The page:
When asked to list the benefits of being in the UK Union, Scottish Tory leader Douglas Ross was left scrambling for answers. He landed on the UK’s covid response and vaccine deployment when pressed. This, it seemed, was his best reason for us all to stay shackled in a broken political union. He is on shaky ground if this is going to be his approach.
Without a doubt, the UK was quick off the mark with vaccines, and the UK Government played its part in that prompt response. A reaction that was possible in no small part due to the incredible work undertaken by the scientific community, particularly those who worked on the Oxford/AstraZeneca vaccine, along with Swedish partners.
But, of course, that is only part of the story:
Few of us will ever forget the Prime Minister’s own response to the initial surge in COVID cases. “let the bodies pile high” was his well-reported choice of words. Hardly the comfort people needed when their lives were at risk.
When people needed to trust their Government most, they were treated to falsehoods repeatedly by the Prime Minister. His lies were perpetrated amid the worst health pandemic in living history – not something people can easily forget.
The Prime Minister and his Government asserted without any basis that they could only vaccinate the public because of Brexit. They claimed the big bad European Medicines Agency would have stopped them. It is still repeated, and it is still a whopper. Yet, back then, the UK was still transitioning from the EU and still subject to EU laws. The UK’s former Vaccine Task Force Head, Kate Bingham, said of the claims, “Any other country could have registered the vaccine under EU law -so that was nothing to do with Brexit.”
It really does speak for itself that Ross thinks the UK response to a crisis that has left the public trust in tatters is his strongest defence of the union.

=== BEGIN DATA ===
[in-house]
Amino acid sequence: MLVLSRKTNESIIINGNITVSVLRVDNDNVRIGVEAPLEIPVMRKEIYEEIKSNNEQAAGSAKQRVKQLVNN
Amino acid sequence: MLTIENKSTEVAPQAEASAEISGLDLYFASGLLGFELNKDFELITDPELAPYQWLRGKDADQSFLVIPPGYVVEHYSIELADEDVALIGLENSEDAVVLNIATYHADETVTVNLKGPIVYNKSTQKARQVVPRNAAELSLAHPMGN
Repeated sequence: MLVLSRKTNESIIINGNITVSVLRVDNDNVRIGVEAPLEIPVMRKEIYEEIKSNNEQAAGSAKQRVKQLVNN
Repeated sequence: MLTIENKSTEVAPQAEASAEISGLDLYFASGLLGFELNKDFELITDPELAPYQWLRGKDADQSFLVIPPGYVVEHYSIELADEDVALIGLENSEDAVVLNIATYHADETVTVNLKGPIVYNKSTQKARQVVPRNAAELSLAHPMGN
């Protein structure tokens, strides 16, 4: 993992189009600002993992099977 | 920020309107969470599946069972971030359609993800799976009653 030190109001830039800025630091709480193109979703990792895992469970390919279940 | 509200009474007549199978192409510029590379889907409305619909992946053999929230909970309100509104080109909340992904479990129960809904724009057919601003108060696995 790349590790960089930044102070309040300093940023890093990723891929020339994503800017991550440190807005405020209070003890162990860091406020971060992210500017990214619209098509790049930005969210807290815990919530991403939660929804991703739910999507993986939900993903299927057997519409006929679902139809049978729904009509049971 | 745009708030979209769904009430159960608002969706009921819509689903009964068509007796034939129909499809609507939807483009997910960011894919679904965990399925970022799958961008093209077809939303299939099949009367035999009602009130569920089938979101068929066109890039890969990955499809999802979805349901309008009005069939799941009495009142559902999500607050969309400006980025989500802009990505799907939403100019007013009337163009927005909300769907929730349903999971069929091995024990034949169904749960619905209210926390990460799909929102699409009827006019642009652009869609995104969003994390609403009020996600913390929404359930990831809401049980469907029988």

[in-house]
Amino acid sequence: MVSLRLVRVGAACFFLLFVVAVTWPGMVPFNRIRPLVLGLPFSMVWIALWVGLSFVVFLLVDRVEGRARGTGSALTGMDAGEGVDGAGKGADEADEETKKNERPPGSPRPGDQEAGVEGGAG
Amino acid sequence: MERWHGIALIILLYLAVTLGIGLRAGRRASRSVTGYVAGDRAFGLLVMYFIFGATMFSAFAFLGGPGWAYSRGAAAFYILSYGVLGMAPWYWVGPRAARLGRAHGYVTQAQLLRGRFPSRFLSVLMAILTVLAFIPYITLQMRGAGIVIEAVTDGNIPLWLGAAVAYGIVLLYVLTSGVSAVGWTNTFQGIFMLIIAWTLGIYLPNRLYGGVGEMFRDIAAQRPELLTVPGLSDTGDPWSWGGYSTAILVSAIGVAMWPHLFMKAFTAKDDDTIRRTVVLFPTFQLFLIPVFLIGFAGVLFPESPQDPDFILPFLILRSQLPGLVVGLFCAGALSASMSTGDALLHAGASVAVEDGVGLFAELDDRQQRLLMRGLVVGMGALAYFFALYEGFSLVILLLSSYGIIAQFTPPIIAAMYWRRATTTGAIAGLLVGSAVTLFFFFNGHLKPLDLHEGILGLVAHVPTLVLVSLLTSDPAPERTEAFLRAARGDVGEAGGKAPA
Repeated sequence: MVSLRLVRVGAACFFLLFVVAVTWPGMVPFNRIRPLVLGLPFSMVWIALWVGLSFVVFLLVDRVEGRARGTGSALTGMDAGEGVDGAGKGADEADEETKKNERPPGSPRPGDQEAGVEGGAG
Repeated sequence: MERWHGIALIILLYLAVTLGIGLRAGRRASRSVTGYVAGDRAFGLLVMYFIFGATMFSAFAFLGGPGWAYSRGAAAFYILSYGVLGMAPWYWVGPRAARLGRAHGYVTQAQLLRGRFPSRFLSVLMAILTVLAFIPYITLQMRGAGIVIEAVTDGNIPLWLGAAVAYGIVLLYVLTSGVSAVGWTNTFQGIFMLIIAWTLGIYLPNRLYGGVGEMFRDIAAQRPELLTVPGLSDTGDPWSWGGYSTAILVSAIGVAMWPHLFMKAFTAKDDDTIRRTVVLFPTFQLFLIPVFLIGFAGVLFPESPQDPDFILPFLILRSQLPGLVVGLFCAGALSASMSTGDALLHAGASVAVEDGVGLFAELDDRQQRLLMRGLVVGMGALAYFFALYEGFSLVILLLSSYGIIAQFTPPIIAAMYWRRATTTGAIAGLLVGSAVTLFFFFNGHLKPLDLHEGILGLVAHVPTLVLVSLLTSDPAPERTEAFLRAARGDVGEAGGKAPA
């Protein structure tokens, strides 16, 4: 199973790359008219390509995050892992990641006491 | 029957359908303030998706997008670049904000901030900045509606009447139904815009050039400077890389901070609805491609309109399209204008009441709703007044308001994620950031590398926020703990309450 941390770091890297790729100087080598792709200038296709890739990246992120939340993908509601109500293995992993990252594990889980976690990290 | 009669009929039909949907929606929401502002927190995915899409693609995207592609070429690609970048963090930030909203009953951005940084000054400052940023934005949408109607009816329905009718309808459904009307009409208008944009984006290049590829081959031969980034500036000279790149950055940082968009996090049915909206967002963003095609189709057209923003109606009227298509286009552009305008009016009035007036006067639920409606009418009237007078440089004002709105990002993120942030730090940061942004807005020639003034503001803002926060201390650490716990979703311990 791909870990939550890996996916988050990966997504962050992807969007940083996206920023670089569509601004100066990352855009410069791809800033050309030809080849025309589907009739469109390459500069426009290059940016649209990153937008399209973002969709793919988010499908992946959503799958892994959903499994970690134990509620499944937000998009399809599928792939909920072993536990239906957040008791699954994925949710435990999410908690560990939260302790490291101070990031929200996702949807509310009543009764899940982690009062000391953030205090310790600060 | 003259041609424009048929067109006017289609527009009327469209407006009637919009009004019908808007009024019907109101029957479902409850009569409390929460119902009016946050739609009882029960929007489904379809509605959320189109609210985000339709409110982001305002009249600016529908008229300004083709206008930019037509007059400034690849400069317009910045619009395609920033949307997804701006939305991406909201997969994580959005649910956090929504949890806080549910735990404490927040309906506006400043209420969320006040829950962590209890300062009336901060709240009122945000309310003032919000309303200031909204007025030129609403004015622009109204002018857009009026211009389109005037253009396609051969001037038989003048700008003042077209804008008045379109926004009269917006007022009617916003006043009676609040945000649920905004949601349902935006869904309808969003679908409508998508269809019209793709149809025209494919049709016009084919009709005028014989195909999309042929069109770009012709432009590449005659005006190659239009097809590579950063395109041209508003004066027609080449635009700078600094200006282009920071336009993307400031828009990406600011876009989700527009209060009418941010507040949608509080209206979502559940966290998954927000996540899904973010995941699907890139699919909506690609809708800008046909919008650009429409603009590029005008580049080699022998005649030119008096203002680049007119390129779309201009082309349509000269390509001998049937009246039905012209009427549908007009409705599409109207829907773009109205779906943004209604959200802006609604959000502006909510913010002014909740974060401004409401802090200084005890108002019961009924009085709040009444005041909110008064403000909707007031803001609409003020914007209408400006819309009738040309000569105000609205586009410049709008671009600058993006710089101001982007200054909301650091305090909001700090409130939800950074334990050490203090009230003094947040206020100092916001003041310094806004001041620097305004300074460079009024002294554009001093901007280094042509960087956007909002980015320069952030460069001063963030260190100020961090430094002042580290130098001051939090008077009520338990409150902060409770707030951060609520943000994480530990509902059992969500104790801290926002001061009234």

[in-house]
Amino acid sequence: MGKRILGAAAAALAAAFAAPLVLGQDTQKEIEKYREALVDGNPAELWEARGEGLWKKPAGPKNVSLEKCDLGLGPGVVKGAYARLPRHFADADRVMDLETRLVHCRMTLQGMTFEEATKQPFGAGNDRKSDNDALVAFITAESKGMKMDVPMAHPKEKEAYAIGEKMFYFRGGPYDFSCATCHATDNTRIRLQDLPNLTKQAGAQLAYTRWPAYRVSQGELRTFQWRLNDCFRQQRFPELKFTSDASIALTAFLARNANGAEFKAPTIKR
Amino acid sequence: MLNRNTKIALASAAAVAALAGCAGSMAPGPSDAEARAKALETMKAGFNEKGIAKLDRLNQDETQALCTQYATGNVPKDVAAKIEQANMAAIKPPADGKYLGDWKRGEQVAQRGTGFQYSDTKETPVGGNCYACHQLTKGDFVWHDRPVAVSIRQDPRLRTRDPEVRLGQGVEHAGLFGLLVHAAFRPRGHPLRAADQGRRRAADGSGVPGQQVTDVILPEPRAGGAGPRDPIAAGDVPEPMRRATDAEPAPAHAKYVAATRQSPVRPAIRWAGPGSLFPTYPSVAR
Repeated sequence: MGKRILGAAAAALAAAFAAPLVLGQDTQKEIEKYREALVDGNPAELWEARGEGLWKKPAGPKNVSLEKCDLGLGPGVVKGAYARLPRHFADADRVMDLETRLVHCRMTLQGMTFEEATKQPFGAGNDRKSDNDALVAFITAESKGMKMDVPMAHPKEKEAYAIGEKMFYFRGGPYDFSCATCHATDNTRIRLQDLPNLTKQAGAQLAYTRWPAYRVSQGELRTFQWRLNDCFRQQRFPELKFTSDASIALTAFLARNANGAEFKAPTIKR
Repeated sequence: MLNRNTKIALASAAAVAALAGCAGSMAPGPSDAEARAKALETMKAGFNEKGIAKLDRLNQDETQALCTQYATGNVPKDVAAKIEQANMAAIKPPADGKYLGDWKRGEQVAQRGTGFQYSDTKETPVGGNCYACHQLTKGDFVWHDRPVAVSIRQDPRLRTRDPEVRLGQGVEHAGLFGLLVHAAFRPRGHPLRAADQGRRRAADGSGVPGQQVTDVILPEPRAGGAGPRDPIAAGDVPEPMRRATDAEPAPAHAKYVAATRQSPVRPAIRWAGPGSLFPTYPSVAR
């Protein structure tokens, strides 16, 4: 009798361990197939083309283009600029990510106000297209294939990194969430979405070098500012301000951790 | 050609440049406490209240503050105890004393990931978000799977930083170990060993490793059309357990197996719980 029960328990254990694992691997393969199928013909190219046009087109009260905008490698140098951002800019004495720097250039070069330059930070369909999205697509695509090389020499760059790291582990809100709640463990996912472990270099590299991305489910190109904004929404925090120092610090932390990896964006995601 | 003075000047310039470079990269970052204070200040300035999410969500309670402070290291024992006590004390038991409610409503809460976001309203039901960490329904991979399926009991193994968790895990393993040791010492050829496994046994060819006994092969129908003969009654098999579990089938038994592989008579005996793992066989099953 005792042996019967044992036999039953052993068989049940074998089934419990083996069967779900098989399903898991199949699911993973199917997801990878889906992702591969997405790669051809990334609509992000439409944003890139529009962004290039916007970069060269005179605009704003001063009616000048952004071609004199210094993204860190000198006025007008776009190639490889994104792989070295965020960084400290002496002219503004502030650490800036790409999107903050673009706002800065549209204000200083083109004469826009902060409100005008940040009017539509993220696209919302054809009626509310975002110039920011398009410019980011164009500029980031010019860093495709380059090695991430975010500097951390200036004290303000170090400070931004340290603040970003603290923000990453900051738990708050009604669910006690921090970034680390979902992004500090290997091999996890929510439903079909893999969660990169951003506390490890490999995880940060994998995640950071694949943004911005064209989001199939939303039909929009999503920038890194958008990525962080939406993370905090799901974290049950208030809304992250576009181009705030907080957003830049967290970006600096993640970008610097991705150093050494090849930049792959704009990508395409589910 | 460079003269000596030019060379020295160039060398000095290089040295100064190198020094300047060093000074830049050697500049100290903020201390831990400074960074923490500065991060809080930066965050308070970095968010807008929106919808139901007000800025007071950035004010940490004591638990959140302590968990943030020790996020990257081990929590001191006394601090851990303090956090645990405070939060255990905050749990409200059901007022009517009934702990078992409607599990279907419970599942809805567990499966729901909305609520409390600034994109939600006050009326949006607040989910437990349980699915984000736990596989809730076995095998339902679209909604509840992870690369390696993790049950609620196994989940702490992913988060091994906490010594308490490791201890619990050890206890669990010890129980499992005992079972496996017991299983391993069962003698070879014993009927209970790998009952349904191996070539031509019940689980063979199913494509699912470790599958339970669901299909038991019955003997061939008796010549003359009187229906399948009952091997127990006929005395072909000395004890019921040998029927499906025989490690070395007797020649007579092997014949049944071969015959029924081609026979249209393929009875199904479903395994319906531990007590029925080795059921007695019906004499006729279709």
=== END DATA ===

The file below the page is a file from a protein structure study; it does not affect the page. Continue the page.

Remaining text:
Douglas Ross also claimed that research indicated that if it were not part of the UK political union, Scotland would have missed out on over a million vaccinations. It is quite a statement to make, given the impact damaging public trust had on the vaccination programme.
It also begs the question of how several small independent countries have successfully vaccinated their populations – and what would have made Scotland different?
Malta, for instance, has vaccinated more people per 100 of the population than the UK. In fact, CNN has an excellent vaccine tracker showing the UK behind many nations, including independent countries of Cuba, Singapore, Denmark, Sweden, Belgium, Ireland, and Finland. Some are in the EU, and some are not, but all have delivered more arms shots by their populations’ measures.
So, again, why would Scotland be the only small independent country that wouldn’t have been able to vaccinate its population?
Ross and his colleagues love to talk up the “broad shoulders” of UK Government financial support. It’s as if no other country, large or small, took action to protect its citizen’s livelihoods.
During lockdown in 2020, Columbia University looked at the support nations were giving to their people. It is striking that, again, independent Malta was at the top of the list, providing 25% of GDP to its people, compared to the UK’s 5%. The UK came 47th by the measures used. Factoring in banking support pushed it up the rankings, but much of that funding never reached the people who needed it. In France, 100% of wages were paid to those on low pay, and in the Netherlands, 90%.
Every Government with fiscal control has the power to help the people they serve.
It never adds up, as to why Ross and his colleagues believe Scotland would be the only country not able to do this.
While on fiscal responsibility, remember the dodgy procurement processes, the cronyism, and the wasted millions spent by awarding contracts to their buddies. There was the damning report by the Westminster committee on the PPE procurement shambles and the 10s of billions of pounds wasted on test and trace measures never used or the “eye watering sums spent on overpriced consultants.”
Douglas Ross may want to wear his rose-tinted glasses when looking at the UK’s response to the pandemic, but the rest of us live in reality.
That he thinks these are his strongest arguments for the UK union says a lot about the lack of benefits of this outdated political union. If this is their best reason to stay, roll on the day when we have the power to build a fairer, more prosperous Scotland.
This article was published by Scotland’s Choice on 4th July 2022